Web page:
The Sky’s the Limit When it Comes to Visitor Attractions
Deep learning through an audience engagement platform, creates a path to the stars .
When I was 10 years old, I saw a flying saucer. Yes, I know admitting that might make some of you laugh, but there are just as many who might believe me. I was not alone on that fateful day, and it was not the first time I would question what was right before me either. Eight years later, on a mountain top in a car full of people and on a dark night in a different country, a similar sighting and experience.
Ever since, and a side trip to NASA, space has been a keen interest for me and while the jury is still out on whether there are aliens among us, or if they even exist at all, looking to our skies is rewarding and enlightening.
Dark sky gazing is a growing trend, with the UK boasting 16 dark Sky Places. They are not only brilliant attractions for understanding the cosmos, but also in comprehending how light pollution affects our world, especially the natural environment, our animals and of course, our own human psyche.
Not everyone, however, has the luxury of being able to journey to areas of minimal light pollution to go on a voyage of discovery amongst the stars. Consequently, planetariums and observatories have a role to play in attracting young people to STEM subjects, as well as informing all on what lies out there – such as we currently know it.
At present, the UK has 17 permanent planetariums or observatories, with a new one based in Nottinghamshire expected to open by the end of 2024.
Visitor numbers to these centres have suffered due to the pandemic – like the entire visitor attraction industry. However, as the entire industry begins to bounce back, these centres are ideally placed to take advantage of new technology that allows visitors to have a fully immersive experience – on and off site – and encourage repeat visits, or better still, extend their reach to new audiences.
Lending a hand to the current growing interest in space as the next conquered frontier, and a possible visitor experience of the future, are the likes of Elon Musk, the world’s richest man, with his SpaceX, facing off with Amazon’s Jeff Bezos and his Blue Origin space tourism company.
Independent apps like Stargazer, Night Sky and Sky View available for most smartphones, are great at identifying stars, planets, and constellations, but don’t necessarily assist the visitor attractions themselves with generating the income needed to keep them in business or help them to promote a richer learning experience.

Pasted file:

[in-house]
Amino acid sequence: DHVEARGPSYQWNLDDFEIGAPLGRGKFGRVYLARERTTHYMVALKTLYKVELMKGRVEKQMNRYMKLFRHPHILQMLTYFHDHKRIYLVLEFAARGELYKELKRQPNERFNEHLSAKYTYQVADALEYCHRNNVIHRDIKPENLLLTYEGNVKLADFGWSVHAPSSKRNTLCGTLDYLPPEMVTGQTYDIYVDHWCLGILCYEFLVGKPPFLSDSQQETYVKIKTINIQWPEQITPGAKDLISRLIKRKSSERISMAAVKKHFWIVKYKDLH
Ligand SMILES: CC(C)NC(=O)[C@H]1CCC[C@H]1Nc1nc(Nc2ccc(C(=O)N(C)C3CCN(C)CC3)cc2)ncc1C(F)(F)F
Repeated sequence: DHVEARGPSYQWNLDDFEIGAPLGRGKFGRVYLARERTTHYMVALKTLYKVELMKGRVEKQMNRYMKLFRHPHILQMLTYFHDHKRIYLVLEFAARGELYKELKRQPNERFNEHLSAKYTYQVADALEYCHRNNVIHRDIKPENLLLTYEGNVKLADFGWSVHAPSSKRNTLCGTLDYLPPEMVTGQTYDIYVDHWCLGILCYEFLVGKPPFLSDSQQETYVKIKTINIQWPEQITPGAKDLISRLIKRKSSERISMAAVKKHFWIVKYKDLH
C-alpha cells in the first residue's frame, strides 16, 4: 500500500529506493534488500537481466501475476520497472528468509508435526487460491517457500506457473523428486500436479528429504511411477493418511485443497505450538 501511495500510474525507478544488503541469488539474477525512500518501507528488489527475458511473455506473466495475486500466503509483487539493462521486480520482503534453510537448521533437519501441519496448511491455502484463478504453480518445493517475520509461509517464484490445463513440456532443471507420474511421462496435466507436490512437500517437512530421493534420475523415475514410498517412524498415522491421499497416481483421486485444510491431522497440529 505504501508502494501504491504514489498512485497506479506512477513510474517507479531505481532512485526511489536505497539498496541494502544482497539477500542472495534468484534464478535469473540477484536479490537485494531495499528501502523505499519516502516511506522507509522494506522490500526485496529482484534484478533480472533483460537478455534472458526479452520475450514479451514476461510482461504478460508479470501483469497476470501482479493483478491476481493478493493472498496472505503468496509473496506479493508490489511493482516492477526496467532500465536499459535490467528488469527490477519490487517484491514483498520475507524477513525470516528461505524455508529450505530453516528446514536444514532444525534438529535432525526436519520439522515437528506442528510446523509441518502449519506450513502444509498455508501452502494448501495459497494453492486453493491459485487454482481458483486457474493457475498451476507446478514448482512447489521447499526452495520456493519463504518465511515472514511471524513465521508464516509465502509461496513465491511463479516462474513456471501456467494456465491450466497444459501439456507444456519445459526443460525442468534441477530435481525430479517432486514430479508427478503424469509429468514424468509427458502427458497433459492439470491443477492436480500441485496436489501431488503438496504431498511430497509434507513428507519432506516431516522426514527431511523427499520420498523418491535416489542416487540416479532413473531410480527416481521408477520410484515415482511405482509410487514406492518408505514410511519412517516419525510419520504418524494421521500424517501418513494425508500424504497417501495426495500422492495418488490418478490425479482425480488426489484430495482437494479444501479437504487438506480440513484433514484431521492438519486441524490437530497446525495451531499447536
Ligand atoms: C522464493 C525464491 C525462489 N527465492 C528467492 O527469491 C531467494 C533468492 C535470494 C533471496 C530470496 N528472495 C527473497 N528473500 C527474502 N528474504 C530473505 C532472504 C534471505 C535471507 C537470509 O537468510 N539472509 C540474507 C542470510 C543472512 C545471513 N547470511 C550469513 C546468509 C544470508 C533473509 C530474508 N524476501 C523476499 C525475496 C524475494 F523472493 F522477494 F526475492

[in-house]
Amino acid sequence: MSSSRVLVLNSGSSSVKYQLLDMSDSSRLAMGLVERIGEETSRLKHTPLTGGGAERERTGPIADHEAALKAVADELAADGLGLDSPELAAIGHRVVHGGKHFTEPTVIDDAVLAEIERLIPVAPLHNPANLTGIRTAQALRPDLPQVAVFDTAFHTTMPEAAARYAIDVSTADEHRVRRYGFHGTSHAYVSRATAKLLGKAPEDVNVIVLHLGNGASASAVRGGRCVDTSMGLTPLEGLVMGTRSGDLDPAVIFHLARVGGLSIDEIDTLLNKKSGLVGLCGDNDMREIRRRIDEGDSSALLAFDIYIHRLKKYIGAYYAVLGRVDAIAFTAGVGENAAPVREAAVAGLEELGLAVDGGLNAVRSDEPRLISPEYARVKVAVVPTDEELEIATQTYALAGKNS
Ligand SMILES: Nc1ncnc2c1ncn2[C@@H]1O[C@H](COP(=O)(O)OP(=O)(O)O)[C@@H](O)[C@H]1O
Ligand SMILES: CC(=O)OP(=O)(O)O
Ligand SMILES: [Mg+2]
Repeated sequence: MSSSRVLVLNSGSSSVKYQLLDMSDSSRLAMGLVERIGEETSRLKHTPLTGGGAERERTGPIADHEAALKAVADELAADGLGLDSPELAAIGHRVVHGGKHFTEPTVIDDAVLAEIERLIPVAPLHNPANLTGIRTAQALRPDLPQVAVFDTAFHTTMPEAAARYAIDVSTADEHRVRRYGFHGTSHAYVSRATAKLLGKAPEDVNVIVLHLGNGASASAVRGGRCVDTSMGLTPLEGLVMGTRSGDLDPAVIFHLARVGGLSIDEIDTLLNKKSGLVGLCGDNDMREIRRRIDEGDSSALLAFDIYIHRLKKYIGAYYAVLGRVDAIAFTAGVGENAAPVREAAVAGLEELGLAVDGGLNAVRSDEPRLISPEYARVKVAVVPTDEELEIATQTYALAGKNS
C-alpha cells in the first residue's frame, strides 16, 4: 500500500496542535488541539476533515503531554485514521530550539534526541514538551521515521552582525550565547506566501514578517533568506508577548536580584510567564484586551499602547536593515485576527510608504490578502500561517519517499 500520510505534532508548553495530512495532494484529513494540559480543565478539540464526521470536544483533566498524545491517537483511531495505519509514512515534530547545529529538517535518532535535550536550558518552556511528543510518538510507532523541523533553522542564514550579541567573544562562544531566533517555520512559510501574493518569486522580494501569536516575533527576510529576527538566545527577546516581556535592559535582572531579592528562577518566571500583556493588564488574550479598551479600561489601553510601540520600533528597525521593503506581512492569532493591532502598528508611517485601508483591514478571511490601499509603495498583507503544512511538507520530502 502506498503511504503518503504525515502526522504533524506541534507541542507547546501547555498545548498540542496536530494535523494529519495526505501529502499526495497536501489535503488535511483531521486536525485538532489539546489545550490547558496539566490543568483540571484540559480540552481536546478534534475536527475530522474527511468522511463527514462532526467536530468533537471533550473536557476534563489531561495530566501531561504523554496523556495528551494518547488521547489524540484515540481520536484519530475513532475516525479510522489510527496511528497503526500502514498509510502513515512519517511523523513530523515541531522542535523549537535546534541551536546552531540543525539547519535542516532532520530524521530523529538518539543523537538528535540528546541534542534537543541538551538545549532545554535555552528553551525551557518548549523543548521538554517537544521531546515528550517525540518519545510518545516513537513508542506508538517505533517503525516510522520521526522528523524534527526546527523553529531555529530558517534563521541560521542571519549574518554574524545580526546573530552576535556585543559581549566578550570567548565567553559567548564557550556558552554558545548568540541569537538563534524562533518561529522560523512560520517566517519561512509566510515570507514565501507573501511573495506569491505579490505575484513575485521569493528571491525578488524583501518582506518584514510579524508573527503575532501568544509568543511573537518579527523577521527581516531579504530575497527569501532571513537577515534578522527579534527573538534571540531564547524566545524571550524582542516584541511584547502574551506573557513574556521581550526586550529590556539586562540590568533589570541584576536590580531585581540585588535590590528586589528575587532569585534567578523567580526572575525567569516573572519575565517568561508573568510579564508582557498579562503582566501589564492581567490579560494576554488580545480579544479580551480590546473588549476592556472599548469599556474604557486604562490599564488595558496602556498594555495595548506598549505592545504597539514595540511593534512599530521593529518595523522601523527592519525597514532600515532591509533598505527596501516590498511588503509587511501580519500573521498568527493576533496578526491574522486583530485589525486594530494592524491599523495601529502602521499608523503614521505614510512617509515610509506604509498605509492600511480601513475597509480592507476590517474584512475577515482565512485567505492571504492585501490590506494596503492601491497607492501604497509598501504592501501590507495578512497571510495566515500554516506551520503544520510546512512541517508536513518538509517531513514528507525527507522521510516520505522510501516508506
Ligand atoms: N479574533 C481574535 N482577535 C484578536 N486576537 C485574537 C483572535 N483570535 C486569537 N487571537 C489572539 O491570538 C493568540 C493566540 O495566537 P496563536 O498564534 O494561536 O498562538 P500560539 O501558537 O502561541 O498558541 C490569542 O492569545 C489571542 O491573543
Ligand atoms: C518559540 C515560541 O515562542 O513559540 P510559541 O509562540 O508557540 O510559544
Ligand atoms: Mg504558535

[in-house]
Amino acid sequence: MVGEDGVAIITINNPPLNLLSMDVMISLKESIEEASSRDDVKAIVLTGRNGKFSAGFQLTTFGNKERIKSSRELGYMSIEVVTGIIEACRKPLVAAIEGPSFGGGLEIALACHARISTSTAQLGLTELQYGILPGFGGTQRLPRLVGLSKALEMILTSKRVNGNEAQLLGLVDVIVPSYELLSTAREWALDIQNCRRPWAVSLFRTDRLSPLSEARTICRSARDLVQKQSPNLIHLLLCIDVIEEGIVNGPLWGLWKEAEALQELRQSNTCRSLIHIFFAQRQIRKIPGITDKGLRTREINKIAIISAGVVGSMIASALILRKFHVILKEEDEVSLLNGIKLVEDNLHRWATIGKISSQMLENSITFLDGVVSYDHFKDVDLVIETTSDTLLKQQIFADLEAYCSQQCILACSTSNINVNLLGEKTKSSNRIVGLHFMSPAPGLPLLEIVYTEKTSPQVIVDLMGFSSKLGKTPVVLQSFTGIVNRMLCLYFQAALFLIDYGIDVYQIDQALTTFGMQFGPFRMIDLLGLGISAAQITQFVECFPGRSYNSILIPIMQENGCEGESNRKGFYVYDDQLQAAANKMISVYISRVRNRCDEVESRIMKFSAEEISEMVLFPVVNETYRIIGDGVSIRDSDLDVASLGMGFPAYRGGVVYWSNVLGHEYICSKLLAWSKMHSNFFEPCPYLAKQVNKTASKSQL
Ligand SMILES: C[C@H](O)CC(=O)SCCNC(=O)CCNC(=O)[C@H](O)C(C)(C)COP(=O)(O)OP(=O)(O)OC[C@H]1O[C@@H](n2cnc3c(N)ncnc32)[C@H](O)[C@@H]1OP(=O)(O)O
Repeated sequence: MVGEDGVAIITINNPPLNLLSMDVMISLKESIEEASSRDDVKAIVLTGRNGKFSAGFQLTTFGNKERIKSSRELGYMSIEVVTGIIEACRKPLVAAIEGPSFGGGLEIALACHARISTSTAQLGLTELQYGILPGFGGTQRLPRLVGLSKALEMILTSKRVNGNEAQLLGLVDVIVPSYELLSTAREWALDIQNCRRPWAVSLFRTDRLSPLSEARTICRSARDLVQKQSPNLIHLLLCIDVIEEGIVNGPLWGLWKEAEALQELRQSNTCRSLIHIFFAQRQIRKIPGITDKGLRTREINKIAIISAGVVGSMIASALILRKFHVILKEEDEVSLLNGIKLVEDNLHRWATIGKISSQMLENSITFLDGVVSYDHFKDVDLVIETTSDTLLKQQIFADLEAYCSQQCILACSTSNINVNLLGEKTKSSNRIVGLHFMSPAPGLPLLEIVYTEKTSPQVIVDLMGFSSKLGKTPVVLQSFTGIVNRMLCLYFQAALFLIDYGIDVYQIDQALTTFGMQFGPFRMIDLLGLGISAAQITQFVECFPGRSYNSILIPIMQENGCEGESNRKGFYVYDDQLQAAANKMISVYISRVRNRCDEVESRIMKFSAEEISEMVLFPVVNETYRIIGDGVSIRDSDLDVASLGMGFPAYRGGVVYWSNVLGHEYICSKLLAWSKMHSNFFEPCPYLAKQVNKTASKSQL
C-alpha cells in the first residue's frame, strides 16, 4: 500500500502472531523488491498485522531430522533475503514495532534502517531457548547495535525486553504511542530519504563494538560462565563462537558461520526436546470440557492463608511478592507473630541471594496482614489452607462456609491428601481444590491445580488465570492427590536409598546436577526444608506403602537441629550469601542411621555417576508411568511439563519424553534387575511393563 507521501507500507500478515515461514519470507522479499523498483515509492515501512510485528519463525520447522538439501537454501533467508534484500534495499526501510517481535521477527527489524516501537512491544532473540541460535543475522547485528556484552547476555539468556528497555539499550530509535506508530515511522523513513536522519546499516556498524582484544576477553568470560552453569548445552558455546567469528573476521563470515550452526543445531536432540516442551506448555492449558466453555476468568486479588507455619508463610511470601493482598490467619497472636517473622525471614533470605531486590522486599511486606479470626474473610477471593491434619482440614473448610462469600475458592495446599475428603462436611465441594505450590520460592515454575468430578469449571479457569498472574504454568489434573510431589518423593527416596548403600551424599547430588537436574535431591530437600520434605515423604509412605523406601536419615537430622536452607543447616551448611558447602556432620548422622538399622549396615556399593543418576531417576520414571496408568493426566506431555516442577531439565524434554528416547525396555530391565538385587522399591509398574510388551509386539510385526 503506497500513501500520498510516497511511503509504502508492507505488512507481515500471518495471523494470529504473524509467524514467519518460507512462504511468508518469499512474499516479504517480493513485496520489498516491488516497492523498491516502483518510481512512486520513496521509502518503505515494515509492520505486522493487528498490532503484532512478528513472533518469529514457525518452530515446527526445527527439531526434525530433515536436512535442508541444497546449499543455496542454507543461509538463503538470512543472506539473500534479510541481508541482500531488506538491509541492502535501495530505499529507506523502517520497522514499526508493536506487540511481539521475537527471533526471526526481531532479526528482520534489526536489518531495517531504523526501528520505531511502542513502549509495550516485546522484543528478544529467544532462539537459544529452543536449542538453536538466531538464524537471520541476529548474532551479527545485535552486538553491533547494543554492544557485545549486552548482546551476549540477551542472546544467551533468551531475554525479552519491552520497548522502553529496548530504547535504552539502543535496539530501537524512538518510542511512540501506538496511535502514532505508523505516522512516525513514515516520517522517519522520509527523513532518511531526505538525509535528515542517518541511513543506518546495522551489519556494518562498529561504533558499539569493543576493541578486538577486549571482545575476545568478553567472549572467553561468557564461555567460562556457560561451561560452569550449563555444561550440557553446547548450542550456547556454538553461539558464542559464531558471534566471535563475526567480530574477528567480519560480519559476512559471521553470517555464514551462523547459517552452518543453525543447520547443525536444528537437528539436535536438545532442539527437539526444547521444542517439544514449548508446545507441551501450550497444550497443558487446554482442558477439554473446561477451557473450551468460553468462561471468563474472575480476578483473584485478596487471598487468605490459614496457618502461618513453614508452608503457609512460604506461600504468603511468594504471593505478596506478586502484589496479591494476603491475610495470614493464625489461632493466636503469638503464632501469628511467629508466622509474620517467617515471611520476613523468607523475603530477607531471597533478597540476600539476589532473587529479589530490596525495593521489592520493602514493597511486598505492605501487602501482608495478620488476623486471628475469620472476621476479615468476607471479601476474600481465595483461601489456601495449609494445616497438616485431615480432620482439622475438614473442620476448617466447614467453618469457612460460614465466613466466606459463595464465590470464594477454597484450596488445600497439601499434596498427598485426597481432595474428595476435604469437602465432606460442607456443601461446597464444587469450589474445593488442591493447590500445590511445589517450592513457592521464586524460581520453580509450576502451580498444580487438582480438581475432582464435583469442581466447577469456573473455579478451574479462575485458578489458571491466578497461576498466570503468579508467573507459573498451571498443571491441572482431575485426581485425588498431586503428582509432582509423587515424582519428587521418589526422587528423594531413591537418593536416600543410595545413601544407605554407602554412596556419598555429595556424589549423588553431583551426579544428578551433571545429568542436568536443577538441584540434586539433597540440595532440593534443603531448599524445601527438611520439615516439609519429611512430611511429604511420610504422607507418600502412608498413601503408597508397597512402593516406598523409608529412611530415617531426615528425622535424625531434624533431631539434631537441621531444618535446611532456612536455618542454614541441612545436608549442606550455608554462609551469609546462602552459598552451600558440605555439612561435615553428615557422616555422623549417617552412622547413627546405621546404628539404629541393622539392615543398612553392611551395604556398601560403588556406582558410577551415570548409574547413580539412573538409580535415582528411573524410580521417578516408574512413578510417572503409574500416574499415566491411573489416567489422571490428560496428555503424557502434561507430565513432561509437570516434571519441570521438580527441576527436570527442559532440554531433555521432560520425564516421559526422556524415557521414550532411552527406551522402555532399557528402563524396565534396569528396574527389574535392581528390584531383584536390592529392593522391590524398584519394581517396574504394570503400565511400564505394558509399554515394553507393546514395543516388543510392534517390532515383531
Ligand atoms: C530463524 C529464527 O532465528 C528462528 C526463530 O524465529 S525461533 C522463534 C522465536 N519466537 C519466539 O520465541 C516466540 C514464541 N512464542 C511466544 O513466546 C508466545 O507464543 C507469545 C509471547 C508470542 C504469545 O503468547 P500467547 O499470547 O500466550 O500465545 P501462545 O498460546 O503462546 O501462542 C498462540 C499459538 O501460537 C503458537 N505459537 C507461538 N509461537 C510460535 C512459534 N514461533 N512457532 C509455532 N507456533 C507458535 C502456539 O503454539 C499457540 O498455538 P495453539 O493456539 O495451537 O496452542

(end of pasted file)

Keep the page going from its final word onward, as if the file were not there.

The answer for visitor attractions across the country lies in a term called ‘audience’ or ‘user engagement.’ User Engagement is most often assigned to how a visitor interacts with a website or an app, or a particular piece of journalism, but audience engagement is far more detailed than that. It involves the collection of thousands of points of data around how audiences are engaging with an attraction and then unpacking that information into useful insights that can be used to further enhance the audience experience.
Currently, many of the world’s visitor attractions rely on labour-intensive, exhaustive staff hours to gather useful information about their operations, which is then manually recorded and analysed to deliver specific insights.
Many also rely on visitors to their websites to download fact sheets and schedules and that’s where it stops. No further intel or insights.
What if this entire process could be enhanced with technology and done automatically?
What if there was a system that could deliver a more engaging and interactive audience experience that could keep visitors engaged in the subject matter – even when they are not physically present, and promote conservation efforts?
What if it could do all this and more whilst providing ongoing data and insights that could be segmented for further personalised communication?
The answer is an audience engagement platform (AEP) and an audience experience app. In some of our other blogs, we have unpacked these handy tools in depth see here and here.
For the planetarium and observatory though, the AEP offers a variety of ways in which to extend their offering, most notably, by enhancing both the on and off-site experience using a variety of interactive tools whilst also keeping visitors in the loop as to upcoming shows, talks and events through push notifications to the app, and providing additional information on the topics at hand. This is especially beneficial for students interested in STEM and keeping them engaged and deepening their learning experience, and for educators in planning and delivering their lessons. (It’s worth noting here that not all AEPs are geared towards enriching learning).
AEPs, also offer location finding and heat mapping insights for curators, keen on knowing which displays or exhibits are tracking better than others. They are also easily integrated into other platforms that attraction operators might be running, making things like e-ticketing, pre-ordering of meals, or the purchasing of merchandise so much more integrated.
Best of all, a well-thought through audience engagement platform can build loyalty and help diversify and increase revenue potential, helping planetariums take full advantage of the experience economy.
Friday 22 April is both International Dark Sky Week and Earth Day, so perhaps book a visit to your local planetarium today to find out what tomorrow will bring, and help protect the night.
To discover more on audience engagement platforms and about the n-gage.io customisable platform to enhance your audience engagement, get in touch with us.
Image courtesy of Greg Rakozy at Unsplash.